On Sunday, President Trump's attorney, Jay Sekulow, argued Trump's "I am being investigated" tweet does not, in fact, mean the president is being investigated. "There is not an investigation of the president of the United States, period," Sekulow insisted on NBC News.

On Monday, White House counselor and chief spinmeister Kellyanne Conway doubled down on that claim:

"That's the president's personal lawyer. He's saying that nobody has ever notified the president that he's under investigation," Conway said of Sekulow's comments in an appearance on Fox News. The tweet, meanwhile, was "the president responding to a Washington Post report that included five anonymous sources. And that's the president, in his 140 characters, through his significant social media platform, Ainsley, telling everybody, 'Wow, look at the irony here.'"

Conway and Sekulow appear to be referring to this Wednesday Post piece citing five unnamed sources reporting Trump is under investigation for possible obstruction of justice, a story with which Trump's tweet apparently agreed. If Conway is correct, however, the real story may be that our president is a subtle and accomplished ironist of the highest caliber. Bonnie Kristian

June 11, 2017
Chip Somodevilla/Getty Images

British Prime Minister Theresa May's office on Sunday denied a report in The Guardian that President Trump's planned state visit to the U.K. has been put on hold to avoid embarrassment.

Trump in a private call with May said "he does not want to go ahead with a state visit to Britain until the British public supports him coming" and "he did not want to come if there were large-scale protests and his remarks in effect put the visit on hold for some time," The Guardian reported, citing an unnamed "Downing Street adviser who was in the room."

"We aren't going to comment on speculation about the contents of private phone conversations," May's representative retorted. "The queen extended an invitation to President Trump to visit the U.K. and there is no change to those plans."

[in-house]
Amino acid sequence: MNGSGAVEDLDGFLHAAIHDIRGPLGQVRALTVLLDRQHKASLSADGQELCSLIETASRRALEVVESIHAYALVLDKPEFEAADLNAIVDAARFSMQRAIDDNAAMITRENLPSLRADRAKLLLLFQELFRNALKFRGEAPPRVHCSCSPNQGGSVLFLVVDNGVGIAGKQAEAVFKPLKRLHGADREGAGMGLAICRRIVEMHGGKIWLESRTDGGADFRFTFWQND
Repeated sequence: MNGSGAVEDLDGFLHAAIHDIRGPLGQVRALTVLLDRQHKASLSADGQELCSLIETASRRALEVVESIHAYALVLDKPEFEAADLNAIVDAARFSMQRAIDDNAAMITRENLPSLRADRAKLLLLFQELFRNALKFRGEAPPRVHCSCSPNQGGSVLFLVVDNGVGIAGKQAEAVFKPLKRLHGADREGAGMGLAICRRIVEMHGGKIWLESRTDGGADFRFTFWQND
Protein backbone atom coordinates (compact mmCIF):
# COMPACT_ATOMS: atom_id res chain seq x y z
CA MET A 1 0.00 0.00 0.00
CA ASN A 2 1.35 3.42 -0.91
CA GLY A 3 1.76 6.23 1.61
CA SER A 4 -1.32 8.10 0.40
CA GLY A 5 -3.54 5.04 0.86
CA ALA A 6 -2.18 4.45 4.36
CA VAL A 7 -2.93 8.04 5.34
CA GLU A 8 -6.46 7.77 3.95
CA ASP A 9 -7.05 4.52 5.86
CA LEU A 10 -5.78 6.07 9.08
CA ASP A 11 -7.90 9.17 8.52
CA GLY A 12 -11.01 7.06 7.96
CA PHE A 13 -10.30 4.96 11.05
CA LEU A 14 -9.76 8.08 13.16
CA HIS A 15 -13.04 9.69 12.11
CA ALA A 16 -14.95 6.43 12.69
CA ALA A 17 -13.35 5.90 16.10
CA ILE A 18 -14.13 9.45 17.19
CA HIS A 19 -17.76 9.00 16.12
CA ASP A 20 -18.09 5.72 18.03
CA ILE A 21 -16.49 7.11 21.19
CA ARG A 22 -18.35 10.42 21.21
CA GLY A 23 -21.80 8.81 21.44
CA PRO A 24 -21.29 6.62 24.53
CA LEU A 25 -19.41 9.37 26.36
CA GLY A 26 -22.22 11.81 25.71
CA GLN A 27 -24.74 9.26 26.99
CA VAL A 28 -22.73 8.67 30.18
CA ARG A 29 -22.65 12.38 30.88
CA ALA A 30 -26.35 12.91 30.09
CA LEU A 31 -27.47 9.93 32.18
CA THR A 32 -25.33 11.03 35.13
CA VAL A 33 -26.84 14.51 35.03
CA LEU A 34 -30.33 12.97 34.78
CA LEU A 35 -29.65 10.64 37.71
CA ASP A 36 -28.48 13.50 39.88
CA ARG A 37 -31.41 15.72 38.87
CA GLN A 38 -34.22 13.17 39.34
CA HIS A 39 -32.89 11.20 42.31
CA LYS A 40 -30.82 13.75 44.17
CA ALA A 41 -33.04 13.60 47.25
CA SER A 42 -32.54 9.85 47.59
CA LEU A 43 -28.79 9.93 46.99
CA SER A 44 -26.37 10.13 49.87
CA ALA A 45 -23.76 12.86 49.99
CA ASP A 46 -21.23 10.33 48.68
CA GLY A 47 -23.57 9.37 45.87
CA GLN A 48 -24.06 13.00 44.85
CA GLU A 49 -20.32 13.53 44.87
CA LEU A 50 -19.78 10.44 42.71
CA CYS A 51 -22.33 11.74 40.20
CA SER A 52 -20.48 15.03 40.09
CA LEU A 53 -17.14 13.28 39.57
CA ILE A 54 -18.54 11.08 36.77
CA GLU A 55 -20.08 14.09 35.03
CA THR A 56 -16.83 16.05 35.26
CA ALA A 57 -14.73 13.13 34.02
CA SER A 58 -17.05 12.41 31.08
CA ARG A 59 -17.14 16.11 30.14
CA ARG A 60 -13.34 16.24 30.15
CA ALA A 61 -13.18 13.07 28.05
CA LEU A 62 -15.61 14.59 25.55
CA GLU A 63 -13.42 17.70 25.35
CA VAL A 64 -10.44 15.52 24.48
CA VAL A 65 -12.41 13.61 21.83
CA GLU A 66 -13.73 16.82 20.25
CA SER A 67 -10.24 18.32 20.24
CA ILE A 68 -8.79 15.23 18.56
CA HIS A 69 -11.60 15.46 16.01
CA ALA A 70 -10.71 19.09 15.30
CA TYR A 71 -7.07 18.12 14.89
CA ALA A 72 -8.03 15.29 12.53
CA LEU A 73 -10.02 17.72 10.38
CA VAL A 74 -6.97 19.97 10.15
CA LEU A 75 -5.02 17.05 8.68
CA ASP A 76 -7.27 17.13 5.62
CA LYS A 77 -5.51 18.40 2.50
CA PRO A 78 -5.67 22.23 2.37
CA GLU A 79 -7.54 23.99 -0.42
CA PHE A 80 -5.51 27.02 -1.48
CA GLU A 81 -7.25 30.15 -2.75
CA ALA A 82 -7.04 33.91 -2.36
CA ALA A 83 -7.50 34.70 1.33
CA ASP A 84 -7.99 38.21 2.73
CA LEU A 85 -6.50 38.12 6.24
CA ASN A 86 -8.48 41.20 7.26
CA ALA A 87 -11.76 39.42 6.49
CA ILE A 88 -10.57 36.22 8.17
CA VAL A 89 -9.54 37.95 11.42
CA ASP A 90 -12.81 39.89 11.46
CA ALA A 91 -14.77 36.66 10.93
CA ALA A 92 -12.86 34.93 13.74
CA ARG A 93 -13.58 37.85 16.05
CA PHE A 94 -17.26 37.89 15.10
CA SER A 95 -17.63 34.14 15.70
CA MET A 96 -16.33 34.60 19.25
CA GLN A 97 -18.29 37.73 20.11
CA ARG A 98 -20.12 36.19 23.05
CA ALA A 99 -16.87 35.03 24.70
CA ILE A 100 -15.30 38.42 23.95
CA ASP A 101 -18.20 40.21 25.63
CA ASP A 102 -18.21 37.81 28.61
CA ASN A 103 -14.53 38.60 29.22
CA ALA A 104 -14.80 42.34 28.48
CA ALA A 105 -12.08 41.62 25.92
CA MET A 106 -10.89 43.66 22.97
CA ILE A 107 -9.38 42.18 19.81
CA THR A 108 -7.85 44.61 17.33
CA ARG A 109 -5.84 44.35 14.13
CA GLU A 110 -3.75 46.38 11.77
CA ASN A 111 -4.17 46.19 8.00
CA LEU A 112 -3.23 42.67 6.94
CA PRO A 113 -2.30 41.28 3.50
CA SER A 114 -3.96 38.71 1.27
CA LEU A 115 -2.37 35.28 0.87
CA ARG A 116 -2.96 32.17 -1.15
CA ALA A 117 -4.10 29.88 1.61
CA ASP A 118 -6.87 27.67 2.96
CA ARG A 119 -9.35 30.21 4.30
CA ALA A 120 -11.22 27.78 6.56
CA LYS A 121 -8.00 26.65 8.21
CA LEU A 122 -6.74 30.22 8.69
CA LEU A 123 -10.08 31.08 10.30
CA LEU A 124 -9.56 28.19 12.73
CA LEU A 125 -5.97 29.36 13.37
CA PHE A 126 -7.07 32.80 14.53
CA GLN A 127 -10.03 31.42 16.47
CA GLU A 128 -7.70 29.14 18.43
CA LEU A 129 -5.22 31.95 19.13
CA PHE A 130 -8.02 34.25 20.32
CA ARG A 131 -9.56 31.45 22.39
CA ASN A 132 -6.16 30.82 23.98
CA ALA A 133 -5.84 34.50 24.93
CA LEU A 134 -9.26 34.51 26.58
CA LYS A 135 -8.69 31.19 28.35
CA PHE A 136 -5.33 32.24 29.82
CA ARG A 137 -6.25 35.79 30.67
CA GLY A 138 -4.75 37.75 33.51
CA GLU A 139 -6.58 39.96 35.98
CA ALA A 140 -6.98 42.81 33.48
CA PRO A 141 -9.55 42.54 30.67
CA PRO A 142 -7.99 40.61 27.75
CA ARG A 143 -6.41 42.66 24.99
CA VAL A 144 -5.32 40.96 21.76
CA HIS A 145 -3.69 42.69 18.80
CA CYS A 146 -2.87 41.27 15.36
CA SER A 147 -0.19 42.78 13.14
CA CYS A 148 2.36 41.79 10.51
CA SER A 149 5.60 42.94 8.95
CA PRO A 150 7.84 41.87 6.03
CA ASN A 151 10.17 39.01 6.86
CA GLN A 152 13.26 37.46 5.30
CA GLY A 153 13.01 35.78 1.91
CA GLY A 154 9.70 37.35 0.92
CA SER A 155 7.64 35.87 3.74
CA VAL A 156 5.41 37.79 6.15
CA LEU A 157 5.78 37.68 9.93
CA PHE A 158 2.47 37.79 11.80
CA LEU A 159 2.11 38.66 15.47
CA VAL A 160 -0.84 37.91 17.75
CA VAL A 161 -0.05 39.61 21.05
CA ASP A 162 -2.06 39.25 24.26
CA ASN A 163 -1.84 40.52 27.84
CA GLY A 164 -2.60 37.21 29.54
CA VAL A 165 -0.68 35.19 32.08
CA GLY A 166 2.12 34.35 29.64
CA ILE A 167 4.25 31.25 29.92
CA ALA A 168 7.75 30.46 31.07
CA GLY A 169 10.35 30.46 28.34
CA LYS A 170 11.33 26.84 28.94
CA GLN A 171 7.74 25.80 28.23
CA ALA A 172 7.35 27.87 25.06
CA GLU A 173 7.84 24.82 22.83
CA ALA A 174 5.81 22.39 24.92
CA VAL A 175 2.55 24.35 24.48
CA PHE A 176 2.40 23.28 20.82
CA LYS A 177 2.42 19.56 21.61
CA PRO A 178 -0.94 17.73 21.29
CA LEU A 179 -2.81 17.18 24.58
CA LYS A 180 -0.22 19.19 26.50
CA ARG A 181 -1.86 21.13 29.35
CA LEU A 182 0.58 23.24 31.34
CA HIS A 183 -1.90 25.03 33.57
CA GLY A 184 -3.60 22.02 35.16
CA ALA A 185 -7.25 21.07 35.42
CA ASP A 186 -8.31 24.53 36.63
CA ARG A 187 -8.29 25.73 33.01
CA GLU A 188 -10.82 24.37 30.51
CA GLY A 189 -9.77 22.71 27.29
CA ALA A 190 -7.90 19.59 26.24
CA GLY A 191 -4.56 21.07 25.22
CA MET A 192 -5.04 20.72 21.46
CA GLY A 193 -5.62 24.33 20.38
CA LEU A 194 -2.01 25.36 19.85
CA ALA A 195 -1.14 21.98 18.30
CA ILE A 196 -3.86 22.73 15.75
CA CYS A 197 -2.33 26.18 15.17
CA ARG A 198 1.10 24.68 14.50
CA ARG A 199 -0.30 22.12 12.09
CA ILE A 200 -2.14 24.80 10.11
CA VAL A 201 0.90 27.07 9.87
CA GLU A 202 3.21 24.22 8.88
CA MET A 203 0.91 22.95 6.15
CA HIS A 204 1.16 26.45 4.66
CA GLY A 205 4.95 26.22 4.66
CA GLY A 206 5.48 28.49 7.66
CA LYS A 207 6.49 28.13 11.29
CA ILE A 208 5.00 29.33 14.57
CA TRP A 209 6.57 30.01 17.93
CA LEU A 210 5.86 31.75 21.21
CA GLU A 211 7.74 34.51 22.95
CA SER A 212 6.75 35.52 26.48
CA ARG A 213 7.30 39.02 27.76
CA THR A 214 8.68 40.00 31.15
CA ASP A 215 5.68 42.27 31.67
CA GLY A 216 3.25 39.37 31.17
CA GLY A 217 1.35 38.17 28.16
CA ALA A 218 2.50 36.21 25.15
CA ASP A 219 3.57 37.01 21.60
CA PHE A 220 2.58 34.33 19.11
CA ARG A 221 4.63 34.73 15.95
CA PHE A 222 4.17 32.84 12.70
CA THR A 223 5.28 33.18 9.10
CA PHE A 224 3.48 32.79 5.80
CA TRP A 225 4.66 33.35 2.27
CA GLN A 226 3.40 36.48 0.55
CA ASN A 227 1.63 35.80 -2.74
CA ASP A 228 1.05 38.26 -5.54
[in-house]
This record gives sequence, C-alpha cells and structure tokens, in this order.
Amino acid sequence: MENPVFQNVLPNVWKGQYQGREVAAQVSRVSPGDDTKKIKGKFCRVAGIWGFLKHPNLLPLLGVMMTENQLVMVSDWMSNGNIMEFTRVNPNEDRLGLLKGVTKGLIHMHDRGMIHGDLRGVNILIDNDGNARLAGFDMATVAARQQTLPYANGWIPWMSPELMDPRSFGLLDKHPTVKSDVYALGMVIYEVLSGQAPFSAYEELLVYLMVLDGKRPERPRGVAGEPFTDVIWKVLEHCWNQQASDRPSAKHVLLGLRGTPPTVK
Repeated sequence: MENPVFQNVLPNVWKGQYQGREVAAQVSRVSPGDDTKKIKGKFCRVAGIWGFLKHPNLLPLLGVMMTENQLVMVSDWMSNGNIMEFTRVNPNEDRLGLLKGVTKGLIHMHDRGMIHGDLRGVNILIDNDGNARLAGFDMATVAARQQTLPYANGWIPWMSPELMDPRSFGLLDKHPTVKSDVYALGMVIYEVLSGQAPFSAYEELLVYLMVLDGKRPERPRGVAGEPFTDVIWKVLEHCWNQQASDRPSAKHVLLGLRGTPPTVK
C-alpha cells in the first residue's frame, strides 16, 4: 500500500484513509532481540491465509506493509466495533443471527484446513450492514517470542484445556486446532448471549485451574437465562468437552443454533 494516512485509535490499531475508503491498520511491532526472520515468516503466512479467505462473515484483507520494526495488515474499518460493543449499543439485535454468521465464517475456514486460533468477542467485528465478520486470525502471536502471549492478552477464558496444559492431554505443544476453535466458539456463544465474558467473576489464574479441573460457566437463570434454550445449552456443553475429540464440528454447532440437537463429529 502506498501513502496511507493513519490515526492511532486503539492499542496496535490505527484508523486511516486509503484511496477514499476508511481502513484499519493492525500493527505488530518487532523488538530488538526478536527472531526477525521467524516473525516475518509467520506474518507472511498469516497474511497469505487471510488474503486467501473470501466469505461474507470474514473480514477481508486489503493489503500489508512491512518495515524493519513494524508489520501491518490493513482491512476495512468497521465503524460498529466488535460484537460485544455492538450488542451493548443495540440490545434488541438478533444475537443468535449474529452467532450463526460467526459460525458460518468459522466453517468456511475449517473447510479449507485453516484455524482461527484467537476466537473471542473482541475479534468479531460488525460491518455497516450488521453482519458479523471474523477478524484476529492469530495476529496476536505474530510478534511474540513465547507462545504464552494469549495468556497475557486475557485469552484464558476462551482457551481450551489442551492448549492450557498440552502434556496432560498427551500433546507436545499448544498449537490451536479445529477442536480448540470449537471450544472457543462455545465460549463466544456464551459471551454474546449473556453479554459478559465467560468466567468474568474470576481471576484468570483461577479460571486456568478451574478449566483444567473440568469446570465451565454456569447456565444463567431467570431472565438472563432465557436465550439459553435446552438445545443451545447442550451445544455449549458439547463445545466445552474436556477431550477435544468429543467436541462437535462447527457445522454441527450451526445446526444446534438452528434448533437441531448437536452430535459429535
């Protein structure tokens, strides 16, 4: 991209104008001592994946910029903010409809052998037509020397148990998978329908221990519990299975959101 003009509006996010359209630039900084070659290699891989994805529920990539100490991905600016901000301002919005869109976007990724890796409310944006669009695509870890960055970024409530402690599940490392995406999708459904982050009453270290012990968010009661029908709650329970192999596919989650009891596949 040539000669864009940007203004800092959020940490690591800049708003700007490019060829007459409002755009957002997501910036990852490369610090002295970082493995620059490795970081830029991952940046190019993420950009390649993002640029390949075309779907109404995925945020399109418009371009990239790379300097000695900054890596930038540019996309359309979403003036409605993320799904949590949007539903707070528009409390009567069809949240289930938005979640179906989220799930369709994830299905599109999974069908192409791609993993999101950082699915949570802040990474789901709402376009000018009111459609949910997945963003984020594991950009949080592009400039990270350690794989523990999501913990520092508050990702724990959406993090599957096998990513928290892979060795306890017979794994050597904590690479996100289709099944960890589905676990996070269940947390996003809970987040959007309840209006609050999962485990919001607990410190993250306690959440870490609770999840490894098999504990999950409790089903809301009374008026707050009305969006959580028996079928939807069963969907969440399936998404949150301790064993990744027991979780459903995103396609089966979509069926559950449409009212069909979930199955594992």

Update 12:54 p.m.: The White House also denied the Guardian report. Bonnie Kristian

May 21, 2017

Controversial Milwaukee County Sheriff David Clarke, who claimed this past week he accepted a high-level position in the Department of Homeland Security, plagiarized multiple portions of his master's thesis in 2013, CNN reported Saturday night. The paper earned him a degree in security studies at the Naval Postgraduate School, which told CNN it will conduct an investigation.

CNN's KFile found 47 instances of improperly attributed language, with passages quoted verbatim from cited sources but not designated as quotes using either quotation marks or indented text. Among the documents the Trump campaign surrogate copied were multiple reports from the American Civil Liberties Union, as well as former President George W. Bush's book, Decision Points.

Clarke responded on Twitter by suggesting the CNN report is a partisan attempt to undermine his career. He retweeted a post arguing that because the sources were cited, it does not matter whether the quotes were presented as Clarke's own words.

DHS has not confirmed Clarke's claim of a job offer. As The Washington Post's Radley Balko has documented at length, Clarke's tenure at Milwaukee County has been marked by allegations of "abuse and neglect at his jail." One inmate in the county jail died of "profound dehydration" after guards cut off his access to water for a week. In another case, a woman was forced to give birth alone, without medical assistance, in her cell. Her lawsuit says guards "laughed at her" when she begged for help, and her baby died shortly after birth.

Clarke has also recommended "rounding up American citizens who 'sympathize' with terrorists and sending them to the prison at Guantanamo Bay without a trial or hearing," estimating 1 million such arrests are necessary. His master's thesis was entitled, "Making U.S. security and privacy rights compatible." Bonnie Kristian

May 7, 2017
Associated Press

Journalists were banned from two investment and immigration events in China featuring Nicole Kushner Meyer, the sister of Jared Kushner, a senior White House adviser and the son-in-law of President Trump.

One event was in Beijing on Saturday and the other in Shanghai on Sunday; both invited wealthy Chinese citizens to invest at least $500,000 in Kushner development projects so they could obtain an EB-5 investor visa to the United States. Attendees were urged to invest sooner than later in case the Trump administration made that visa more difficult to obtain.

In Beijing, reporters were initially allowed to observe the event but then ejected. An organizer told The Washington Post journalists must leave because "this is not the story we want." In Shanghai the next day, reporters were not allowed to enter the publicly advertised "private event." Bonnie Kristian